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Perhaps, just perhaps, there is more to the "missing" right whales than originally thought. This sighting begs some interesting questions. How long have our rights been wandering off to the open ocean and maybe across the Atlantic? Are conditions changing and forcing right whales to seek new feeding ground or are they attempting to expand their range? What are the dynamics at play?
Here's the entire abstract:
On 5th January 2009 at 16:40 a North Atlantic Right Whale, Eubalaena glacialis, was observed off the Azores by biologists from the University of the Azores Dept. of Oceanography and Fisheries (Monica Silva, Irma Cascão, Maria João Cruz, Rui Guedes, and Norberto Serpa), as well as a biologist from Whale Watch Azores (Lisa Steiner). The position of the animal was 38 22.698 N and 28 30.341W. The animal was observed travelling in a Westerly direction for just over an hour. Photographs of the callosities and flukes were taken for photo-identification.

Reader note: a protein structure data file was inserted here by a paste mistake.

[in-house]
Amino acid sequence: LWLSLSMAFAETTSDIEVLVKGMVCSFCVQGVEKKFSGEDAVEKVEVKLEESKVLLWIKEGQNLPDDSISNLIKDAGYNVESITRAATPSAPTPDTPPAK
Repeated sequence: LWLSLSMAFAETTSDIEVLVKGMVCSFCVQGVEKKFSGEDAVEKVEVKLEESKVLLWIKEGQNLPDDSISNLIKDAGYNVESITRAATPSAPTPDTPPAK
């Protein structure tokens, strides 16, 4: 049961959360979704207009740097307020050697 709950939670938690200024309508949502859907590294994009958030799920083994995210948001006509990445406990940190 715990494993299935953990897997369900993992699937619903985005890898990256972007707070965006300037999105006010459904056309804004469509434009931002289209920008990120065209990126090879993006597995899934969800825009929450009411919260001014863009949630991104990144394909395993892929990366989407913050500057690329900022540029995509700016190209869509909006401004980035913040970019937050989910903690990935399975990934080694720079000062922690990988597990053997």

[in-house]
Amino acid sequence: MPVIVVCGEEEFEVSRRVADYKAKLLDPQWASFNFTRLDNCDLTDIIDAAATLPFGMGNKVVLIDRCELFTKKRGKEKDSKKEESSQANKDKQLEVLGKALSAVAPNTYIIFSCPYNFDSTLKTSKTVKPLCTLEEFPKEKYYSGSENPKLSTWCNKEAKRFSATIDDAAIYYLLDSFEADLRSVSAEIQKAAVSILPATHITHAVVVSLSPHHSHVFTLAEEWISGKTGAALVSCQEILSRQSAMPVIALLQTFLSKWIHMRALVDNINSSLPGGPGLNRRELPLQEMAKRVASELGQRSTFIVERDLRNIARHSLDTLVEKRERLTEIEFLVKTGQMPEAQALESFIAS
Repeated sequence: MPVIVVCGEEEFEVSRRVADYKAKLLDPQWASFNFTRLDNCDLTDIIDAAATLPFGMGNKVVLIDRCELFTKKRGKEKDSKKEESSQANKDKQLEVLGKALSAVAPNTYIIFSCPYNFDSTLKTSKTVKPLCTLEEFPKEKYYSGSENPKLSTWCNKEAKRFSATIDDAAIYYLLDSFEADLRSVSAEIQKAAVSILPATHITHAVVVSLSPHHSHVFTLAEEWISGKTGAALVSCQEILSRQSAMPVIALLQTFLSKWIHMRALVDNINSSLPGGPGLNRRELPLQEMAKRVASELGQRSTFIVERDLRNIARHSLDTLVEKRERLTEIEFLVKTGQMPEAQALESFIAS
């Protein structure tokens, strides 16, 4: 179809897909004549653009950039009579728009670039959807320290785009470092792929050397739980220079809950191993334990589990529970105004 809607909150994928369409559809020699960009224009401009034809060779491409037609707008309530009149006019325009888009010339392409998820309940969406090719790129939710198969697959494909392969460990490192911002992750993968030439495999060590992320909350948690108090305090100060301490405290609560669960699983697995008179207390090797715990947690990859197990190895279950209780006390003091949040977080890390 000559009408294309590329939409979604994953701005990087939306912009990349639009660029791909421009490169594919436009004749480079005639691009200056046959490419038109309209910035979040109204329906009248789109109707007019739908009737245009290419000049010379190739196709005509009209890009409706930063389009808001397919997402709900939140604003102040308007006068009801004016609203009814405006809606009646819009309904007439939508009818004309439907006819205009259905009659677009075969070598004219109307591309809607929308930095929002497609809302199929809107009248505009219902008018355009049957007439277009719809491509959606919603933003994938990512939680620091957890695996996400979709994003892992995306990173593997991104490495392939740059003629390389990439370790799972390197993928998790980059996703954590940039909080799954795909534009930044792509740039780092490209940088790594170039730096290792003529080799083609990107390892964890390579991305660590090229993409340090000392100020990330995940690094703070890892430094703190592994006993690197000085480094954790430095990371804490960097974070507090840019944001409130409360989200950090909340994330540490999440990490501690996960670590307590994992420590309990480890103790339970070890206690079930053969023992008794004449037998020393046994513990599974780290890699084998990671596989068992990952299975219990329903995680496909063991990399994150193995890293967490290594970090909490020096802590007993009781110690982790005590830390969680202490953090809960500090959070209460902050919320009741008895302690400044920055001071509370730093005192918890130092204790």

These photos were sent for comparison to the North Atlantic Right Whale Catalogue currently maintained by the New England Aquarium (www.rightwhaleweb.org). Philip Hamilton from the catalogue made a probable match to whale 3270 from the catalogue and this was later confirmed when more photographs were looked at. This whale was last seen in the Bay of Fundy on the 24th September 2008. The online North Atlantic Right Whale Catalogue has now been updated with this latest information.
This is the first confirmed sighting of a right whale in the Azores since 1888. These results will be published at a later date.
Any inquiries should be addressed to Monica Silva at DOP firstname.lastname@example.org to Lisa Steiner at email@example.com.
Thank you for your interest. Apologies for cross posting.
Monica Silva (Dept of Oceanography and Fisheries, University of the Azores)
Lisa Steiner (Whale Watch Azores)